The season has started slowly after what seemed to be such a long winter with low temperatures and a lot of rain. Opportunities to walk the river bank in the early part of the year confirmed that more trees had been lost and that the shape of the river had been altered at key points. We, the land owners and Environment Agency, will have to think about the implications of losing so many trees for the structure and stability of the river banks: careful management of dying alders by taking off the major part of both trunk and crown but leaving the root system is one response; judicious coppicing of some trees to stimulate fresh growth is another; but in the long term we may have to think about planting new trees. Trees are essential for a healthy river, giving a nurturing environment for fly life and birds, giving structure to river banks and helping to minimize ‘run-off’ and silting from surrounding fields.
The work party and stocking days are always enjoyable and the club is very fortunate in having a dedicated core of members who manage to come along to nearly all such activities. We did minimum pruning of trees this year concentrating instead on repairing and replacing ladders and other access points to the river; these will be maintained throughout the season. Supported by Jonny Grey of the Wild Trout Trust we also did some innovative work at The Kelds, weaving willow branches into natural barriers to improve water flow and thereby enhance the environment for young fish. We will be monitoring progress and will report back.
As you know we put 500 trout (11 – 13 inch and now legally required to be ‘triploid’ – ie infertile) into the river and will be stocking again with a further 500 trout later this week. The fish are distributed evenly over our beats (excepting Ness Beat 3) and as part of the next stocking – we will be including 6 ‘trophy’ fish, one for each beat and tagged for easy identification. Any member who catches one of these fish and can provide evidence (witness statement, photograph or tag) will be awarded a bottle of whisky at the AGM!
It is good to see that West Lilling Lake has been used and valued by members throughout the winter and spring. Although we have now put 450 trout (rainbows and blue trout – real beauties) into the lake the returns have been modest. It just goes to show that even though the lake is small and well stocked the fishing is challenging. I had a couple of hours at the lake on Sunday and I have to say that in the warm weather I thought the lake was ‘boiling’; there were trout everywhere though I can’t say what they were taking. I fished with a dry fly and was broken twice at the point of contact. I’ve come to the conclusion that 5X tippet is not strong enough for the bruisers of West Lilling – or it could be that my knots were not up to snuff! Just a little reminder – could members please book-on to fish before casting a line and not, if they remember, when they leave.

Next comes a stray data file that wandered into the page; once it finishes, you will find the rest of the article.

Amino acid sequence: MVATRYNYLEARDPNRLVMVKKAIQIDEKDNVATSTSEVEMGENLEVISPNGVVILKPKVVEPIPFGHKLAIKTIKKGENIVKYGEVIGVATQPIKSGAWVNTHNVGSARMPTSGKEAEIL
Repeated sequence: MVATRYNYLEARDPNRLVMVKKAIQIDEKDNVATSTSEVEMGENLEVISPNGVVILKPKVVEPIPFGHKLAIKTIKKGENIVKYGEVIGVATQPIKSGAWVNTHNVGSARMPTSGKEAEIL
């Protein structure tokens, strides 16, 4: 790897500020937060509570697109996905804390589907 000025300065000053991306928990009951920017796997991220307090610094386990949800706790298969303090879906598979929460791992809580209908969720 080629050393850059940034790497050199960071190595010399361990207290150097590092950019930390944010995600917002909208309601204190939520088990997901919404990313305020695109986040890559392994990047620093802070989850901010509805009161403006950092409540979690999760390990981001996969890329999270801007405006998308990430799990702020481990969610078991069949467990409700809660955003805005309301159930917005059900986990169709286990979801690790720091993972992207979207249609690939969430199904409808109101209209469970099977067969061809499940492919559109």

I fished Nunnington Top Water (Beat 1) yesterday afternoon. Warm but with a little breeze it was good to see (and for the first time this year) that fly life was returning to the river. I am told that a few mayflies were seen on Sunday but I certainly can’t say that ‘the hatch’ has started. I saw steady number of fish rising throughout the beat, nothing prolific but enough to give encouragement, and I did manage to get three to the net; two stockies and one a small wild trout. Joe Scott and Dave Owston were at the river on a ‘strimming’ rather than fishing afternoon: well done!
I received Salmon & Trout Conservation UK’s Annual Report the other day and found that it contained some fascinating articles. I was particularly interested in their reports about the quality of the country’s rivers – the overall picture is worrying. Kick sampling to record the range and numbers of invertebrates in the river, together with water quality samples, suggest that although the eU’s Water Directive is a force for the good there are major challenges facing the environment. We are lucky that the River Rye is in satisfactory to good order and we are especially fortunate in the one of our members, John Tharratt, conducts a regular kick sample, the results of which are to be found on the club website. The early returns for this year and not as good as at the same time last year but ‘point to point’ comparisons can be misleading. I encourage everyone to keep an eye on the data reports from John as they become available.
I am very fortunate in being to split my time between Yorkshire and the West of Ireland. There are early reports that the ‘mayfly is up’ on some of the Connaught lakes. I will be out on my boat next week, certainly on Lough O’Flynn being closest to home, but also (possibly) on one or other of Loughs Arrow, Carra and Corrib. I have never caught any of the really big fish you can read about in the classic histories of fishing in the west or, indeed, in the reports still carried in the Trout & Salmon magazine but there is still great fun in casting a hand-tied mayfly to a decent in trout in beautiful countryside. When I get back I’m sure that the mayfly season will be well advanced on the Rye. Bring it on… and tight lines to you all.